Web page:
# 2.65.5.2 Algorithm for Control Charts

## Tests for Special Causes

• Test 1: One Point More Than 3 $\sigma$ From Center Line
Test if the point (subgroup) is out of the center line more than 3 $\sigma$.
• Test 2: Nine Points in a Row on The Same Side of The Center Line
Test if there are nine consecutive points (subgroups) on the same side (all above or all below) the center line.
• Test 3: Six Points in a Row, All Increasing or All Decreasing
Test if there are six consecutive points (subgroups) strictly monotonous.
• Test 4: Fourteen Points in a Row, Alternating Up and Down
Test if there are fourteen consecutive points (subgroups) alternating up and down, that is one point is bigger than the previous point, and then the next point is smaller this one, alternately.
• Test 5: Two Out of Three Points More Than 2 $\sigma$ From The Center Line (Same Side)
Test if in 3 consecutive points (subgroups), there are 2 points out of the center line more than 2 $\sigma$ on the same side, that is all points are above or below the center line.
• Test 6: Four Out of Five Points More Than 1 $\sigma$ From Center Line (Same Side)
Test if in 5 consecutive points (subgroups), there are 4 points out of the center line more than 1 $\sigma$ on the same side, that is all points are above or below the center line.
• Test 7: Fifteen Points in a Row Within 1 $\sigma$ of Center Line (Either Side)
Test if there are 15 consecutive points (subgroups) within 1 $\sigma$ of the center line, that is, the ranges of all points to the center line are less than 1 $\sigma$.
• Test 8: Eight Points in a Row More Than 1 $\sigma$ From Center Line (Either Side)
Test if there are 8 consecutive points (subgroups) out of the center line more than 1 $\sigma$, that is, the ranges of all points to the center line are more than 1 $\sigma$.

## Variables Charts for Subgroups

Charts include Xbar-R, Xbar-S, I-MR-R/S (Between/Within), Xbar, R, S, and Zone charts.

### Xbar-R

• Sigma Estimation: If the historical value is specified, this historical value is used, otherwise, estimated from data.
• Xbar Chart
• Plotted Points: The mean of the observations for each subgroup.
$\bar{X_i}=\frac{\sum_{j=1}^{n_i}X_{ij}}{n_i}$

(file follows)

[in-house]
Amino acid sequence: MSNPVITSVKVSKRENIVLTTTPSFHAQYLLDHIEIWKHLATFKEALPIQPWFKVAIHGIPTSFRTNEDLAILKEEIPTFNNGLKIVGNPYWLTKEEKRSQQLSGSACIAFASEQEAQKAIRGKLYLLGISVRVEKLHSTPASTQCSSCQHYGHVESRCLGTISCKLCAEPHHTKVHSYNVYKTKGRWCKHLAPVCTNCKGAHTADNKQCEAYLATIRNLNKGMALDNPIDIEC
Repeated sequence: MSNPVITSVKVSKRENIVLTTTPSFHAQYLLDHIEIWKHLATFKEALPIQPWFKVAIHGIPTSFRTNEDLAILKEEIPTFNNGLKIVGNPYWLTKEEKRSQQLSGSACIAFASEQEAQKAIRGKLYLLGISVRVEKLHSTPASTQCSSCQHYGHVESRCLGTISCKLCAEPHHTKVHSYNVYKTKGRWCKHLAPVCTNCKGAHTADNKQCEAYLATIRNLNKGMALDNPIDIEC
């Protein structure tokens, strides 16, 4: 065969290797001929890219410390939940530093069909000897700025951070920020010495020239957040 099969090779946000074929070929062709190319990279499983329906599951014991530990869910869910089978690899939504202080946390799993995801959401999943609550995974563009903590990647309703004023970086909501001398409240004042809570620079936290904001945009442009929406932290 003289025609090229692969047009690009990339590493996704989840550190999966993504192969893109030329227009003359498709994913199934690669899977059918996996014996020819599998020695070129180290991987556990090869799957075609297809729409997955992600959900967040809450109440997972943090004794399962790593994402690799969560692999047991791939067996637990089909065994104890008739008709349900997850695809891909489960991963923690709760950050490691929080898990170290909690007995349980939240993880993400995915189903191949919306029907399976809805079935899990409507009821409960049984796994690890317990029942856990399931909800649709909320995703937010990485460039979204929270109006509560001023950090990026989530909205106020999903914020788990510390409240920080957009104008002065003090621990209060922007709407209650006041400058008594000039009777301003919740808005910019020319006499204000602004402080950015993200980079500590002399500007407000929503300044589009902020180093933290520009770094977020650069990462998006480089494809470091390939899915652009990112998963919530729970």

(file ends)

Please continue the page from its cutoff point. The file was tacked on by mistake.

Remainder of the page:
where $X_{ij}$ is the $j^{th}$ observation in the $i^{th}$ subgroup, and $n_i$ is the number of observations in subgroup $i$.
• Center Line: Represents the process mean, the historical value is used if specified, otherwise, uses the mean of data calculated as follows:
$\bar{X}=\frac{\sum_{i=1}^NX_i}{N}$, where $N$ is the total number of observations.
• Control Limits
For each subgroup $i$, lower control limit (LCL) is calculated by $LCL_i=\mu-\frac{k\sigma}{\sqrt{n_i}}$
For each subgroup $i$, upper control limit (UCL) is calculated by $UCL_i=\mu+\frac{k\sigma}{\sqrt{n_i}}$
where $\mu$ is the process mean, $k$ is the parameter for Test 1, $\sigma$ is the process standard deviation, and $n_i$ is the number of observations in subgroup $i$.
• R Chart
• Plotted Points: The range for each subgroup.
$r_i=\max(Subgroup_i)-\min(Subgroup_i)$
• Center Line
$\bar{R_i}=d_2(n_i)*\sigma$, where $n_i$ is the number of observations in subgroup $i$, $d_2(\cdot)$ is the value of unbiasing constant $d_2()$, and $\sigma$ is the process standard deviation.
• Control Limits
For each subgroup $i$, lower control limit (LCL) is calculated by $LCL_i=\max(0, d_2(n_i)*\sigma-k*\sigma*d_3(n_i))$
For each subgroup $i$, upper control limit (UCL) is calculated by $UCL_i=d_2(n_i)*\sigma+k*\sigma*d_3(n_i)$
where $k$ is the parameter for Test 1, $\sigma$ is the process standard deviation, $n_i$ is the number of observations in subgroup $i$, $d_2(\cdot)$ is the value of unbiasing constant $d_2()$, and $d_3(\cdot)$ is the value of unbiasing constant $d_3()$.

### Xbar-S

• Sigma Estimation: If the historical value is specified, this historical value is used, otherwise, estimated from data.
• Sbar: Please refer to Average of Subgroup Standard Deviations (Sbar) in Standard Deviation Estimation section for more details about the formula.
• Pooled Standard Deviation: Please refer to Pooled Standard Deviation in Standard Deviation Estimation section for more details about the formula.
• Xbar Chart: Please refere to Xbar Chart in Xbar-R section above.
• S Chart
• Plotted Points: The standard deviation for each subgroup, $s_i$.
• Center Line
Not use unabiasing constant: $\bar{S_i}=\sigma$
Use unabiasing constant: $\bar{S_i}=c_4(n_i)*\sigma$
where $n_i$ is the number of observations in subgroup $i$, $c_4(\cdot)$ is the value of unbiasing constant $c_4()$, and $\sigma$ is the process standard deviation.
• Control Limits
For each subgroup $i$, lower control limit (LCL) is calculated by:
Not use unabiasing constant: $LCL_i=\sigma-\frac{c_5(n_i)}{c_4(n_i)}k\sigma$
Use unabiasing constant: $LCL_i=c_4(n_i)\sigma-c_5(n_i)k\sigma$
For each subgroup $i$, upper control limit (UCL) is calculated by:
Not use unabiasing constant: $LCL_i=\sigma+\frac{c_5(n_i)}{c_4(n_i)}k\sigma$
Use unabiasing constant: $LCL_i=c_4(n_i)\sigma+c_5(n_i)k\sigma$
where $k$ is the parameter for Test 1, $\sigma$ is the process standard deviation, $n_i$ is the number of observations in subgroup $i$, $c_4(\cdot)$ is the value of unbiasing constant $c_4(n_i)=\frac{\Gamma(\frac{n_i}{2})}{\Gamma(\frac{n_i-1}{2})}\sqrt{\frac{2}{n_i-1}}$, and $c_5(\cdot)$ is the value of unbiasing constant $c_5(n_i)=\sqrt{1-c_4(n_i)^2}$.

### I-MR-R/S (Between/Within)

• Sigma Estimation: Please refer to Standard Deviation Estimation for the details. And please note, if the historical between standard deviation is specified, $\sigma_{xbar}$ is calculated by:
$\sigma_{xbar}=\sqrt{\sigma_{between}^2+\frac{\sigma_{within}^2}{SubgroupSize}}$
• I Chart
• Plotted Points: For each data point, plot the mean of each subgroup.